Fresh from the field
Few college students get to run their own projects at one of the world’s most celebrated research sites.
But every summer, student interns come to the U of M’s Cedar Creek Ecosystem Science Reserve (”Cedar Creek”) to do just that. Guided by mentors, they design and conduct experiments, then present their findings at an end-of-season research symposium.
In their own way, each follows in the footsteps of Raymond Lindeman (1915-42), whose graduate work at Cedar Creek’s Cedar Bog Lake laid the foundation for modern ecosystem ecology.
Four students from outside the U of M shared their work as 2023 interns—and insights they gained from their Cedar Creek experience.
The sundew’s clue
When their mentor remarked that sundews were no longer visible from the boardwalk over a Cedar Creek bog, Julia Franey and Ariel Schwartzman Miles swung into action.
With mapping software and a ground survey, they found the missing sundews further into the bog, near a lake bordered by the bog. They also found a second sundew species that had never been seen at Cedar Creek.
Their study raises the question of what factors, possibly including climate change, were at work. It also provides a starting point for future research on bog ecosystems, which store carbon and provide both flood protection and habitat for many species.
“My takeaway from this experiment was really seeing how going into the field and being curious is the backbone of scientific discovery,” says Schwartzman Miles, from Vassar College.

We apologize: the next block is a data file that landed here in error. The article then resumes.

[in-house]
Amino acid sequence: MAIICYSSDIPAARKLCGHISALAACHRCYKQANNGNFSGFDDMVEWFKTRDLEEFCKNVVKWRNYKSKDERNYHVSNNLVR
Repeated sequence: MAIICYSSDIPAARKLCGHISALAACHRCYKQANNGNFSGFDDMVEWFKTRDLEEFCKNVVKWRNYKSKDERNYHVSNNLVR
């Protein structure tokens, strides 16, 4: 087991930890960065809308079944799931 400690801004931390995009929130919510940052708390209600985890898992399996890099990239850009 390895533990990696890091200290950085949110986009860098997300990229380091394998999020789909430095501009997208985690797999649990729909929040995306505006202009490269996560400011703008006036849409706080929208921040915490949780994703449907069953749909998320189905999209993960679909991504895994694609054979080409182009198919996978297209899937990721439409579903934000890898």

Franey, from the University of Massachusetts/Lowell, would tell fellow students to “Choose to study things you are excited to get up and observe every day!”
How fungi promote sustainability
To get nutrients from soil, many plants depend on “mycorrhizal” fungi that colonize their roots. The fungi absorb nutrients and trade them for energy-rich, plant-produced sugars and lipids.
At Cedar Creek, “a handful” of fields have been recovering from intense cultivation, including plowing, for different lengths of time, says Seamus McCarthy, from Macalester College. By studying fungal colonization in grass roots from these fields, he estimated how the colonization had changed over time.
“Generally, older abandoned fields exhibited a greater degree of [a certain type of] colonization than those that had been more recently abandoned,” McCarthy says. “Fungal communities are highly vulnerable to soil disturbance from plowing.”
His work shows that if left undisturbed, former farm fields can recover these fungi, which are vital for optimal health of an ecosystem.
“We can use this knowledge to preserve and restore soil ecosystems which must form the basis of any farm that wants to call itself sustainable,” McCarthy says.
His Cedar Creek experience taught him that “It's extremely important and fulfilling to learn about the knowledge held by your fellow interns and supervisors.”
Can Minnesota trees survive a warm climate?
In Iris Cessna’s experiment, bur oaks from Minnesota, Illinois, and Oklahoma were planted in sites in each of those states to compare the responses of seedlings to the three different climates.
At some point, Minnesota’s climate is expected to resemble Oklahoma’s current climate.
“Moving the trees approximates the future climatic conditions they will experience,” explains Cessna, from Wellesley College. “By planting trees from a Minnesota population in Oklahoma, we can study how the local adaptations of bur oaks create differences in their response to warmer climates.”
Besides temperature, plant ground cover—notably the vetch at Cedar Creek—and soil water content were important factors in bur oak seedlings’ survival.
Cessna’s biggest takeaway: “This experience showed me the value in my ability to think biologically and geologically simultaneously, and the importance of observation to creating scientific questions.”